Matthew Potter

with – his activities in the print media.3 Skibbereen in west Cork The nineteenth century was characterised by the twin phenomena of Ireland’s absorption into the United Kingdom and the development of an Irish nation in the modern sense of the word, particularly after 1850.4 In contrast to the Famine decade of the 1840s, Ireland enjoyed a period of economic Rafter, Irish journalism before independence.indd 49 28/07/2011 11:23:40 50 Irish journalism before independence prosperity in the succeeding quarter century (1850–75). Cities and towns saw the rise to

in Irish journalism before independence
Abstract only
Ian Miller

was not uncommon in the 1920s for the Famine to be invoked in discussion of starvation and under-nutrition, what differentiated the situation now was that political figures in Ireland had no-one but themselves to blame for the failings of a new Irish state, being no longer able to persuasively implicate ineffectual British policy. Politician Timothy Joseph O’Donovan eagerly invoked the memory of ‘Black ’47’ when detailing an account of a family in his West Cork constituency discovered in 1927 by a neighbour with the mother dead, and the father and five children in

in Reforming food in post-Famine Ireland
Brian Hanley

Methodist Church in Dublin’s Blackrock were smashed.58 A protest meeting in Navan heard that a Protestant farmer living near Mountnugent had been burnt out, ‘The other minority’ and there were reports of damage to Protestant property in Co. Longford, Arklow and Sligo.59 In west Cork, there were widespread reports that Protestant families had been threatened, with Anglican clergymen confirming that such rumours were ‘definitely circulating in their communities’. Some form of intimidation was reported from Kinsale, Bandon, Ballydehob, Schull, Skibbereen, Roscarberry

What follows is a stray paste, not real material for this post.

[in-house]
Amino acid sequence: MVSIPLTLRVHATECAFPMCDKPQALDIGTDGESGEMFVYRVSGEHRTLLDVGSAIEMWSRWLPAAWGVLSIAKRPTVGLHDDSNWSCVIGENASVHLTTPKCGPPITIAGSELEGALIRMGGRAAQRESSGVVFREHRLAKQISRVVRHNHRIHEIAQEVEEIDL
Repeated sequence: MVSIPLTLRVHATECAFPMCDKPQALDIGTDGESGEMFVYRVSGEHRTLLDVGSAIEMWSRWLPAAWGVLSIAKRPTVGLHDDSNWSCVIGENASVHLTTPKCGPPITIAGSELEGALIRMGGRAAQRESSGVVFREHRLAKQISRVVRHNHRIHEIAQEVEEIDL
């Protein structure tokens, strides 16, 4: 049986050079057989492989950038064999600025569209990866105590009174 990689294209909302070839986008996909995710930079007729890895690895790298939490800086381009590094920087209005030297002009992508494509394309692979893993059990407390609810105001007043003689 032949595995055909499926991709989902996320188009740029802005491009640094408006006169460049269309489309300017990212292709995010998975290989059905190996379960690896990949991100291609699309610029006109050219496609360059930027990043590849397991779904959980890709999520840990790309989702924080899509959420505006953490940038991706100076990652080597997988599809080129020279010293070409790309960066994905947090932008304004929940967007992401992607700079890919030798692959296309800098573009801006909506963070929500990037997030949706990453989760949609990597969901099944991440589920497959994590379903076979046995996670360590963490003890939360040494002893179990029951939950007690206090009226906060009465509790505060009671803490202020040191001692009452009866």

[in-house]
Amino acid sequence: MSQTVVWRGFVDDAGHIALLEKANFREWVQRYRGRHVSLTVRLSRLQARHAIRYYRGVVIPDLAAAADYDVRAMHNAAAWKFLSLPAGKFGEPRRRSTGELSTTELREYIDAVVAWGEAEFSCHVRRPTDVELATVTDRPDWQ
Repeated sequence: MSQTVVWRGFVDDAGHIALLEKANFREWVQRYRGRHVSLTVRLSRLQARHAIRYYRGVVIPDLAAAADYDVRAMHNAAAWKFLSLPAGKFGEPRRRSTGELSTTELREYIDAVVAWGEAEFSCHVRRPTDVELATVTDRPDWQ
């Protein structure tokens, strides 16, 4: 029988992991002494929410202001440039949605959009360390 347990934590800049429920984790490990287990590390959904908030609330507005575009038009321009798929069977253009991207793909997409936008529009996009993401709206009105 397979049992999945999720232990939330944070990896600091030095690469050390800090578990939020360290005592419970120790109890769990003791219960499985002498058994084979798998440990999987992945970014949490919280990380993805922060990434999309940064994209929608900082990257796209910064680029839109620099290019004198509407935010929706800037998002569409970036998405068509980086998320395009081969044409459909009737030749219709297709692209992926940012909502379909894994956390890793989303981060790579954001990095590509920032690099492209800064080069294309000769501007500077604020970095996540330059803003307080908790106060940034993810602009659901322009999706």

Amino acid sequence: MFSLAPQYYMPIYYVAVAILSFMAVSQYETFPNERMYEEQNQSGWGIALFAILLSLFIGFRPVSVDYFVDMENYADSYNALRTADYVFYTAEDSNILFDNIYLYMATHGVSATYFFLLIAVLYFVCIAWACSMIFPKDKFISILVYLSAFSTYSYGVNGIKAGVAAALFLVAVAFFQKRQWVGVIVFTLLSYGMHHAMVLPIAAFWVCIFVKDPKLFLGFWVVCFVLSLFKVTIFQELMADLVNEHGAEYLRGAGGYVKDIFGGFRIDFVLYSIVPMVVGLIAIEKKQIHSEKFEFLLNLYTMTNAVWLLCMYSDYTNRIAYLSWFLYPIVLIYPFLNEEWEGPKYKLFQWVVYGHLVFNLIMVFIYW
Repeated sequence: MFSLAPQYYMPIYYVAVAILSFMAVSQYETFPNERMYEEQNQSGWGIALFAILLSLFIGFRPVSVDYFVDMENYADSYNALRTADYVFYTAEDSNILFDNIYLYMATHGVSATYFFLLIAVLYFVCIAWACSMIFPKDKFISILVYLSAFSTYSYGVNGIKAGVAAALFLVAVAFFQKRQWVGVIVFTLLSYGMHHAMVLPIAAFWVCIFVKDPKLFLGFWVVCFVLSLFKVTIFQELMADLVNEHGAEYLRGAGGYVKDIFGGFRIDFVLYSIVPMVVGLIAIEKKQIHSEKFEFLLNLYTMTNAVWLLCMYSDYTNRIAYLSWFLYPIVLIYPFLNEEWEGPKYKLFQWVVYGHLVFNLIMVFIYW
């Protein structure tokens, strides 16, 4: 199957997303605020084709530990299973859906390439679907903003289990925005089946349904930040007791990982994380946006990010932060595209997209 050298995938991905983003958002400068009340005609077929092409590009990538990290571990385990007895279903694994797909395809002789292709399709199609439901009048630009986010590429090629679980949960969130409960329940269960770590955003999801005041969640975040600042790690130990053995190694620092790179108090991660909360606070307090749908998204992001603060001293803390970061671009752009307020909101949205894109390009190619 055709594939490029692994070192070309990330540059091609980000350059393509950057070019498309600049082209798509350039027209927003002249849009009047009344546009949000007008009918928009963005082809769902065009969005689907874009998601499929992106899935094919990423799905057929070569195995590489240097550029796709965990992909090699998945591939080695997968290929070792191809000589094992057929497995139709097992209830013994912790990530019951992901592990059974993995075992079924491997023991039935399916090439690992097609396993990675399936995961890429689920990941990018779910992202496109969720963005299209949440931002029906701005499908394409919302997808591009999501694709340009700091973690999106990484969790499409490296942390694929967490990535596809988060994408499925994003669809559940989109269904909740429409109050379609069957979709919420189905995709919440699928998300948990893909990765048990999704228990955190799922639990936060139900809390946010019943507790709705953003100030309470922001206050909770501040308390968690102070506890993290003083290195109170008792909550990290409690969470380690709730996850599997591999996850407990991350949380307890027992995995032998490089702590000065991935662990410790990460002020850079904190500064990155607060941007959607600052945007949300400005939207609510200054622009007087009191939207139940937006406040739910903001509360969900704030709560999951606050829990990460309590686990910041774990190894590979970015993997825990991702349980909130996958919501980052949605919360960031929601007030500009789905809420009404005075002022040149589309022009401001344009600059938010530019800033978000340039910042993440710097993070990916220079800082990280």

in The impact of the Troubles on the Republic of Ireland, 1968–79
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John Kinsella

the 1970s) on Mount Gabriel, highest point on the Mizen, cast a shadow over the area. We are 5 km away from them here. They infiltrate one’s nights and days. And now toxic slurry is being spread across the fields, flooding the house to conjoin with the oil fumes, penetrating every cell of this house, even saturating the linen. We feel invaded. Pastoral pointillism. Raddled sheep near pass. Irish verse form: 4 × 7 syllables. A poem of mine in this register: Graphology Peninsulas 1 (West Cork): Irish verse forms The signal towers shone bright Then fog extinguished

in Polysituatedness
John Privilege

proved to be one of the bloodiest and destructive months of the war to date. A week after the killings in Dublin an Auxiliary patrol was ambushed by the IRA’s West Cork Brigade at Kilmichael. The flying column, led by Tom Barry, killed 16 policemen. Townshend has stated that all of West Cork trembled in anticipation of the reprisals which would follow. It was the Government, however, which provided the response with the introduction of martial law.64 Whatever discipline existed within the army did not extend to the police. Following an attack outside Victoria Barracks

in Michael Logue and the Catholic Church in Ireland, 1879–1925
Abstract only
Eric Richards

world of emigration were equally abrupt. Uniquely in the European experience, Ireland lost half of its mid-century population levels. Of all countries and all emigration, the career of the Irish needs special focus and indeed explanation. Why did Ireland have such massive recourse to emigration in the nineteenth century? As always, there were long lines of origins. Population growth, famine and emigration in the Irish case (and, as we have seen, specifically in West Cork and Tipperary) are commonly regarded as tied together inextricably. They marched in lock

in The genesis of international mass migration